In 1997, I fell in love with the Nikon FM2. It had been a friend of mine for a while, but I didn’t really love it until I got to know it better. I took it with me on a month long art project where I watched a Buddhist monk build a sand mandala.
This is Losang Samten and he spent every day for a month finely choosing grains of sand to place in perfect order fora Wheel of Life mandala at the Nevada Museum of Art in Reno, Nevada. It was a special delight to simply sit and watch this master at work. So, I came back every day or two to get a new photo and watch. It was a metaphor for learning how to use a fully manual film camera. The FM2 is a master of Nikon’s building and is both complicated and simple at the same time. Using film is much more deliberate than the digital cameras we use now. You have to focus more clearly, understanding the light and shutter speed. Of course, you could burn through enough film to get that “one” shot. But, it is much more rewarding to patiently wait for the right moment and get that image.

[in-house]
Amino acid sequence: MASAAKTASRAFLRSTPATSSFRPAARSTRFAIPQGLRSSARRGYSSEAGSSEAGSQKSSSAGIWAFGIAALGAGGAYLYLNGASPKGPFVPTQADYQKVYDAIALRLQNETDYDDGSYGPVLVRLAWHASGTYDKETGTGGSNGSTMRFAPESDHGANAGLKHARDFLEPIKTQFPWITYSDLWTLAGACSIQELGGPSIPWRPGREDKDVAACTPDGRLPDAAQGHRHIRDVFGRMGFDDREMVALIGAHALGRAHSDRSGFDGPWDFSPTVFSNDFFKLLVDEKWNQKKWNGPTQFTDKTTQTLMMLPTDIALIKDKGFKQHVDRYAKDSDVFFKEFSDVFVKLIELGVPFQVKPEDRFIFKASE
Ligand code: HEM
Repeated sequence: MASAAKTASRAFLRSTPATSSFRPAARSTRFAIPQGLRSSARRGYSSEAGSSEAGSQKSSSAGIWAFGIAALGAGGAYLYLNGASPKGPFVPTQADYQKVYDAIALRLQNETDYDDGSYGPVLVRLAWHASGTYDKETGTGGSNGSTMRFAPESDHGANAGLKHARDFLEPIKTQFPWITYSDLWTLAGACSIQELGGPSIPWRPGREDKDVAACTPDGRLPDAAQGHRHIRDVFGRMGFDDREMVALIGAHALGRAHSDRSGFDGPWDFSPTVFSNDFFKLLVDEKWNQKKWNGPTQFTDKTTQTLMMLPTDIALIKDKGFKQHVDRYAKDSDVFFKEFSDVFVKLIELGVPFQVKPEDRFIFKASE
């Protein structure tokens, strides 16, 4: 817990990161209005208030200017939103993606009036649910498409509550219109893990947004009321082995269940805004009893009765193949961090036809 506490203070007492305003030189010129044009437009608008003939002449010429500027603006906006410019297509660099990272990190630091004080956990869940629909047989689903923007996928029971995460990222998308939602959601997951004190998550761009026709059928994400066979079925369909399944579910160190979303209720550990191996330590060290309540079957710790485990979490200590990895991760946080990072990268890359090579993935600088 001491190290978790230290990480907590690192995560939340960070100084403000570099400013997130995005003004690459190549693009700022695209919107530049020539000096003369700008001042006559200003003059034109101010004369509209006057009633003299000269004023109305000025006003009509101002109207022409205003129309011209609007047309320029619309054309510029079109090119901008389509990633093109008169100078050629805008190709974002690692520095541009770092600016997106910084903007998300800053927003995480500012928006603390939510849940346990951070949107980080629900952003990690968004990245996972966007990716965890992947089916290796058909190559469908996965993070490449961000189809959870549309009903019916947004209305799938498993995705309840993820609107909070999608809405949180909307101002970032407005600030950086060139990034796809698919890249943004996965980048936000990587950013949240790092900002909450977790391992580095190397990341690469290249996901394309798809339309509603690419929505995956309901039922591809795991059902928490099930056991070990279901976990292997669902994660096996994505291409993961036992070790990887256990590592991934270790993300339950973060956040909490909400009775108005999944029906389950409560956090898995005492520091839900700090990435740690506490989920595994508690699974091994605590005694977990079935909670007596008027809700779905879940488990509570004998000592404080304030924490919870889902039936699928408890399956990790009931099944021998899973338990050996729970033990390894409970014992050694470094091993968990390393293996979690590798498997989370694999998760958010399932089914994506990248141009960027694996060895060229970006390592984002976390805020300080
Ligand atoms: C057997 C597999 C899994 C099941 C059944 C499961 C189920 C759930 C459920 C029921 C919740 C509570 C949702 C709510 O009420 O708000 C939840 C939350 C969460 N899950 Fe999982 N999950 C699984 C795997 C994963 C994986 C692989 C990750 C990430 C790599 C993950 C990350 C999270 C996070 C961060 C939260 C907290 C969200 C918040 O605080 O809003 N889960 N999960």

I was just learning so these photos are not perfect. I do enjoy them just the same and hope you do, too.
After the mandala was completed, there was a ceremony where the monk swept all of the sand together into an urn and then the sand was returned to the earth. For this mandala, a large gathering was held, with much pomp and circumstance. The sands were swept and then a procession led to the Truckee River, a few blocks away, and simply poured into the water. Sands of time … washed away in an instant.